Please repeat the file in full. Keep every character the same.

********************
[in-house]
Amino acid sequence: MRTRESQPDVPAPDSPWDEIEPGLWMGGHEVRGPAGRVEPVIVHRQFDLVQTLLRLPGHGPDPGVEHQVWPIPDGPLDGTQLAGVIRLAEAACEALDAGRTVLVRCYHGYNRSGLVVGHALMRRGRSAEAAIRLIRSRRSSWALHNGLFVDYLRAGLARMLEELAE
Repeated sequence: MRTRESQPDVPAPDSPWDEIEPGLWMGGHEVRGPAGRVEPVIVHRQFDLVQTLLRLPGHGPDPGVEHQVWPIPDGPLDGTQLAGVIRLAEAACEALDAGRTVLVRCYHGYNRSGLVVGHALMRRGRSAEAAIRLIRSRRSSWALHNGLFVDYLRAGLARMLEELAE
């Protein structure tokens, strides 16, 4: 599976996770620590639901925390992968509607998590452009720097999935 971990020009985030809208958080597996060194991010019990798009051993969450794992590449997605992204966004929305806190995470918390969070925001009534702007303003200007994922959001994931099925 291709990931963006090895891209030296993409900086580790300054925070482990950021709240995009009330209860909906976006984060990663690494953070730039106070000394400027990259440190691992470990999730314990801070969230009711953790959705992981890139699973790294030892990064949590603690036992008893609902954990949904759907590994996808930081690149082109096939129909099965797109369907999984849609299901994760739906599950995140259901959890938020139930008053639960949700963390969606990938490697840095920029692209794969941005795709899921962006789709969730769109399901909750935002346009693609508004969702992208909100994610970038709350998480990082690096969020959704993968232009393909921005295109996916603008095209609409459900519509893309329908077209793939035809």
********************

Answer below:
[in-house]
Amino acid sequence: MRTRESQPDVPAPDSPWDEIEPGLWMGGHEVRGPAGRVEPVIVHRQFDLVQTLLRLPGHGPDPGVEHQVWPIPDGPLDGTQLAGVIRLAEAACEALDAGRTVLVRCYHGYNRSGLVVGHALMRRGRSAEAAIRLIRSRRSSWALHNGLFVDYLRAGLARMLEELAE
Repeated sequence: MRTRESQPDVPAPDSPWDEIEPGLWMGGHEVRGPAGRVEPVIVHRQFDLVQTLLRLPGHGPDPGVEHQVWPIPDGPLDGTQLAGVIRLAEAACEALDAGRTVLVRCYHGYNRSGLVVGHALMRRGRSAEAAIRLIRSRRSSWALHNGLFVDYLRAGLARMLEELAE
């Protein structure tokens, strides 16, 4: 599976996770620590639901925390992968509607998590452009720097999935 971990020009985030809208958080597996060194991010019990798009051993969450794992590449997605992204966004929305806190995470918390969070925001009534702007303003200007994922959001994931099925 291709990931963006090895891209030296993409900086580790300054925070482990950021709240995009009330209860909906976006984060990663690494953070730039106070000394400027990259440190691992470990999730314990801070969230009711953790959705992981890139699973790294030892990064949590603690036992008893609902954990949904759907590994996808930081690149082109096939129909099965797109369907999984849609299901994760739906599950995140259901959890938020139930008053639960949700963390969606990938490697840095920029692209794969941005795709899921962006789709969730769109399901909750935002346009693609508004969702992208909100994610970038709350998480990082690096969020959704993968232009393909921005295109996916603008095209609409459900519509893309329908077209793939035809």